If U.S. troops go to war with Iraq, the main forward command center is likely to be located inside a massive, sand-colored warehouse at a heavily-guarded desert military base in the Gulf state of Qatar located about 1,000 kilometers southeast of Baghdad.
The music inside the warehouse plays 24 hours a day, seven days a week, the noise intended to mask conversations against possible electronic eavesdropping.
It is just one of many security measures in place at Camp As Sayliyah, where the massive warehouse, one of 33 on the sprawling base, has become the temporary forward headquarters of the U.S. military's Central Command, known as Centcom.
Led by its commander, four star army General Tommy Franks, Centcom forces have been staging a computer battle exercise called "Internal Look." This command, control and communications test is seen by many observers as a dress rehearsal for a new war with Iraq.
It is being run from a $58 million high-tech deployable command center, actually a series of about 20 tents and containers positioned inside the warehouse. The components, filled with sophisticated electronic gear, were built by a private defense firm in the United States and flown 10,000 kilometers to Qatar more than a month ago for the exercise.
At its heart, beyond a barbed-wire fence erected inside the warehouse, is the Joint Operations Center, where some three dozen personnel from the Army, Navy, Air Force and Marines are constantly receiving and passing on to commanders like General Franks updated information on the progress of the fictional war.
Navy Lieutenant Commander Matthew Klee is a watch officer in the Center, visited for the first time last week by a group of reporters who accompanied Defense Secretary Donald Rumsfeld on a trip to Qatar.
Speaking against a surprisingly noisy backdrop of humming from the computers and other electronic gear, Commander Klee explains that "there's a lot of work going on. We get tons and tons of e-mail. There's a lot of information that comes in here that we have to digest and what their job is is to take that information, make it as concise as possible and report back to the chief," he said.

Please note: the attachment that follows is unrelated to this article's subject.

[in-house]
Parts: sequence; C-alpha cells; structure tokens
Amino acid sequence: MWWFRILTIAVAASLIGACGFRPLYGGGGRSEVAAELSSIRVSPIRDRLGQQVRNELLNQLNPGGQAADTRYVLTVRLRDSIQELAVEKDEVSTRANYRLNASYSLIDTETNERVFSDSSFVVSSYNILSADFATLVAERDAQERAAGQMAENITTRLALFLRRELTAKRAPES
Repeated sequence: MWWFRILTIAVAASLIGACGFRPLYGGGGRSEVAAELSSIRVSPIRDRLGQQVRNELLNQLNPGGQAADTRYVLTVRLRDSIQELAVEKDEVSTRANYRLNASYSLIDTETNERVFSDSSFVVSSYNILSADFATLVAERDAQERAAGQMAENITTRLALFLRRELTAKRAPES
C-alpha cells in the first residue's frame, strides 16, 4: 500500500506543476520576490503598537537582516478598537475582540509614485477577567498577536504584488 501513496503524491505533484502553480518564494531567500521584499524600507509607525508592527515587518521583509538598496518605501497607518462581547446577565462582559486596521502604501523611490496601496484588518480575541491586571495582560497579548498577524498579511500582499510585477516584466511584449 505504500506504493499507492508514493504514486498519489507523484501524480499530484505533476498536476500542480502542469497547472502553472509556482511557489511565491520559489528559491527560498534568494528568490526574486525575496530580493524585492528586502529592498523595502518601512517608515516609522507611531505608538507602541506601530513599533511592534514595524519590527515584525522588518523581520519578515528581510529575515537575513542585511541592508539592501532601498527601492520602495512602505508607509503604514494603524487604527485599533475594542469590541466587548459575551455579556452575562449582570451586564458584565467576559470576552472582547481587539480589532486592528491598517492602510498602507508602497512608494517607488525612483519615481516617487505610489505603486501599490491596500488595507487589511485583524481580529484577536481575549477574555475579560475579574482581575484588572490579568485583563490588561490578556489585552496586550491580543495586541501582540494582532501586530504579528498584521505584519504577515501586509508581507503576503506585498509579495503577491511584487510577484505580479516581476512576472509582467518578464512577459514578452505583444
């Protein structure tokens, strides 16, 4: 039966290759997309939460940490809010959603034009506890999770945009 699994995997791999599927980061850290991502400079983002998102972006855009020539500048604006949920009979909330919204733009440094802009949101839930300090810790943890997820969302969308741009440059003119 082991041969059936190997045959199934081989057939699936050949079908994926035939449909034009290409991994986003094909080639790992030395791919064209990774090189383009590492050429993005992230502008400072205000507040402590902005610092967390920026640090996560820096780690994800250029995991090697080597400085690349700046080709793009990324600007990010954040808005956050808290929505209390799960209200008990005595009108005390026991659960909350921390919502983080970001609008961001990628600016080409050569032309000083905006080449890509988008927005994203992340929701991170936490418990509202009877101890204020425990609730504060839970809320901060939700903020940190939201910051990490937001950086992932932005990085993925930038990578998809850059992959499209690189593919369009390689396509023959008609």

The information is coming from air, ground and naval units around the region who are taking part in the battle simulation. Some 60,000 U.S. military personnel are scattered around the Gulf, ready for any possible contingency.
Military officials seem pleased with the progress of the exercise. General Franks, Centcom's commander, tells reporters about the lessons learned.
"A bit more than a year ago, we started building this deployable command post," he said. "And being able to bring it to Qatar for Exercise Internal Look has given us an opportunity to do several things. One, it's given us an opportunity to pack up this brand new set of technology, which is absolutely cutting edge, state of the art, and move it several thousand miles, set it up again, and then train ourselves on how to use that."
Though the exercise is only a few days old when reporters tour the facility, General Franks says he likes the performance of the technology and the people running such equipment as video-teleconferencing gear and wide plasma display screens.
For his part, visiting Defense Secretary Rumsfeld says he is also pleased. "As someone coming in just to look at it for a brief period, I must say it is impressive," he said.
Defense officials say the portable command-and-control post will remain in Qatar indefinitely, in case the war game becomes a real war.
What has not yet been decided is whether General Franks and his battle command staff will also stay on in Qatar or return to their permanent headquarters in the U.S. state of Florida.